This explanation makes intuitive sense. The Father’s Day migraine attack that kicked all this off was particularly intense and odd. My thinking was way off. Despite being drug-free, I was thinking as if I’d smoked marijuana. That’s never happened in quite this same way before. Perhaps the celery that triggered the attack was genetically modified to have a psychedelic effect.

Whatever the explanation, the problem seems to have subsided for now. My mood has been stable for about a month. I’m grateful for the increased empathy that came from my tiny glimpse of insight into what panic attacks can be like. And I will be grateful if I never have to experience one again.

 

(In case you’re curious, the grief I’ve been wrestling with this summer has been entirely independent of migraine attacks and migraine mood changes.)

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Migraine and Blurred Vision

The migraine attack I’m in the middle of is mild. The pain is a 3, I’m only moderately fatigued, and my cognition is not impaired. Since those three symptoms are usually the most disabling for me, I should be able to do the work I woke up eager for. Except blurred vision has decided to make an appearance during this attack.

Blurred vision is a common part of the visual aura that precedes the pain phase of a migraine attack. A year ago I learned that it can also occur any time during the attack. This became intimate knowledge after blurred vision suddenly added itself to the constellation of migraine symptoms I might experience. It doesn’t happen to me a lot, but is quite pronounced when it does.

It’s one of those symptoms that cannot be relieved and there are few workarounds. Driving is out, so is looking at my phone. The computer is nearly impossible to read. When I magnify the text enough that I can read it clearly, it throws off the formatting, thus making it hard to read for a different reason. Fortunately, my e-reader on the largest print setting (which is about five words a page) lets me lose myself in books. Since the migraine attack is otherwise not too bad today, I’m going to try to put a coat of stain on drawers I’m refinishing.

I had migraine for many years before I realized that I was experiencing more than a headache. Now the other symptoms are so prominent that I can barely see past them. Yes, they literally blur my vision, but they also interfere with my life more than the one symptom that everyone associates with migraine does. Even with all my migraine experience, the depth and breadth of non-pain symptoms continue to astonish me.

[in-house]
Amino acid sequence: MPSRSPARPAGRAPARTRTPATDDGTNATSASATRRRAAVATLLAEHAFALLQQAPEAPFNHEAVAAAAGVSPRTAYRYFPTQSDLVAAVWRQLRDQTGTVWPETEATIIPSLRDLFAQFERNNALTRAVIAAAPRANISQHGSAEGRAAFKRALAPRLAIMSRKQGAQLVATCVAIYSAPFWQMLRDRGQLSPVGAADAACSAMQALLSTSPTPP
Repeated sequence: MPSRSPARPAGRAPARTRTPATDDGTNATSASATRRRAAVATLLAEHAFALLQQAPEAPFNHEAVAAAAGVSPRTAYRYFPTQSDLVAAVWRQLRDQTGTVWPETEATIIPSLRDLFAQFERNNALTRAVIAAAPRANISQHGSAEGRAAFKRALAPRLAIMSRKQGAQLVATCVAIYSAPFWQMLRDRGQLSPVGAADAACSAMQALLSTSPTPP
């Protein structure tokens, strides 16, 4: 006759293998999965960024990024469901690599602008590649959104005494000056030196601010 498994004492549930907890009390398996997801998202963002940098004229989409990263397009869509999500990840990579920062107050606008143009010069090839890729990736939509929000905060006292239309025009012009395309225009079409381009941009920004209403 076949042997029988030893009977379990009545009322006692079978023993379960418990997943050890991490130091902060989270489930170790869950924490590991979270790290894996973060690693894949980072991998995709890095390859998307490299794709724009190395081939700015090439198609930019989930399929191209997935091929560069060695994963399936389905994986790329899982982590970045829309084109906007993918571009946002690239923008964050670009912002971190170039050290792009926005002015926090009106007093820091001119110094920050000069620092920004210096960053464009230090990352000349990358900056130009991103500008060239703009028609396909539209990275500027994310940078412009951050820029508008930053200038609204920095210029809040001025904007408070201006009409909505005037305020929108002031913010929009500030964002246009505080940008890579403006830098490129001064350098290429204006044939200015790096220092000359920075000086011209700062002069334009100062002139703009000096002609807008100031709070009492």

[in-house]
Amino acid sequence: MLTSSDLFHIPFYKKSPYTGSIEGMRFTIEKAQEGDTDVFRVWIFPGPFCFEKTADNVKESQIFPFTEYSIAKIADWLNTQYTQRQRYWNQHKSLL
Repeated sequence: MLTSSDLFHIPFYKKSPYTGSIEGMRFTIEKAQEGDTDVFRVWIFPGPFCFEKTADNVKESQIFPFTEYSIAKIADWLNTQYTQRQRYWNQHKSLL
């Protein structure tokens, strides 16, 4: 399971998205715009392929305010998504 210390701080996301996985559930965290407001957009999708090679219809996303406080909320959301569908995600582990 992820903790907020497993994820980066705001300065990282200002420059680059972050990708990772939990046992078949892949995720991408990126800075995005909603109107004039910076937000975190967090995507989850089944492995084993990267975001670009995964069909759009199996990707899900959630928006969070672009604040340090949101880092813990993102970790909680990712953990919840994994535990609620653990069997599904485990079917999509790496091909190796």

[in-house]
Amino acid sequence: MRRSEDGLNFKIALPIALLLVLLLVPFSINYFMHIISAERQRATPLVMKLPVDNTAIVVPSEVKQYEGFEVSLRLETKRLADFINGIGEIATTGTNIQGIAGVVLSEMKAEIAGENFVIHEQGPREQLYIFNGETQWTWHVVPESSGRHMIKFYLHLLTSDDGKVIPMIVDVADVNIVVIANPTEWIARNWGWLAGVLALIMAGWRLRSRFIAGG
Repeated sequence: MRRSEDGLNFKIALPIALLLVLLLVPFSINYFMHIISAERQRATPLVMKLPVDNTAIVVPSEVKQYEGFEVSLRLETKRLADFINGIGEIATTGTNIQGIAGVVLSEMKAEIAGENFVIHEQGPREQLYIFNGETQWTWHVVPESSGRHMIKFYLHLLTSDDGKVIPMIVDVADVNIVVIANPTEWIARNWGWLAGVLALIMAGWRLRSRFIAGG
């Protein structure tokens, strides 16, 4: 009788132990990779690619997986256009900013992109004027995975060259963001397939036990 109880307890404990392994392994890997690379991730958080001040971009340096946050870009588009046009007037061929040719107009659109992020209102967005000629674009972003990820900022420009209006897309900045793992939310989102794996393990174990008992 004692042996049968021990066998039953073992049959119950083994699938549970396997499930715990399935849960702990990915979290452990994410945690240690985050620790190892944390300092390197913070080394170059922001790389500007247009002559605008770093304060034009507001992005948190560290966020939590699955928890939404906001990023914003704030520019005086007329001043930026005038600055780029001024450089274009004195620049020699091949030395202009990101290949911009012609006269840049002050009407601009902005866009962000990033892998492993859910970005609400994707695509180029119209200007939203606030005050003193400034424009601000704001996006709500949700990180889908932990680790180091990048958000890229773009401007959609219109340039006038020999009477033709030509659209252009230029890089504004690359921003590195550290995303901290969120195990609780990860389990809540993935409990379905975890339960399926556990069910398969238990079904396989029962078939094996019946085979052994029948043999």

(I almost included a picture with this post, but it seems cruel to make other people with migraine look at a blurry image.)

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Crowdsourcing: Migraine Aura While Asleep

Hart dreamed he had a visual migraine aura and woke up with a migraine. My guess is it wasn’t just a dream, but he was seeing the aura while asleep. Since an aura originates in the brain, not in the eyes, this seems logical to me, but I can only find one article about it. Based on two case studies, the authors say that geometric patterns from visual auras can be incorporated into dreams. I assume that dreaming you have an aura is a literal, direct incorporation into the dream, rather than the more abstract idea the article mentioned.

I’m really curious about this and can’t test it out on myself (since I have, fortunately, not had an aura outside of that terrible weekend). I have vivid dreams and nightmares during migraine attacks, but don’t think they usually precede attacks, and I don’t have a visual aura at all. So I’m crowdsourcing. Do you have auras in your sleep, either like the typical visual auras you get when awake or bad dreams?

 

 

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A Malfunction in the Brain’s Software

software_malfunction“I often say that the software system of the brain now is impaired. And all of the functions that software runs — like your thinking and your behavior, your emotions and your sleep — can potentially be impaired as well.” Although neuropsychologist Gerard Gioia was talking about the brain’s recovery following a concussion, it’s an excellent metaphor for migraine.

I’ve often said that my brain function is at 30% (or some other percentage) during a migraine attack. I’m not confusing mind and brain here (though my mind malfunctions, too). Every bodily function that the brain directs works less effectively than usual during a migraine. You become clumsier, maybe dropping things or walking into walls. Thinking is impaired, so it can be difficult to find words, make sense of written language, or understand what someone else is saying. You may experience vision changes, like blind spots, seeing flashing lights, or blurred or double vision. Your mood swings can be so substantial that you’ll wonder where all this emotion is coming from. Sleep may be impossible or unavoidable. You might even perceive objects—including your own your limbs—to be larger or smaller than usual (Alice in Wonderland syndrome).

These (and many other) symptoms are familiar to people with migraine, but it’s hard to explain it to people who don’t have migraine. Perhaps the software metaphor will make this weird illness called migraine easier to describe.

I’m curious to hear from those of you who have cluster headache, NDPH, tension-type headache, or another headache disorder—do you also feel like your brain is malfunctioning?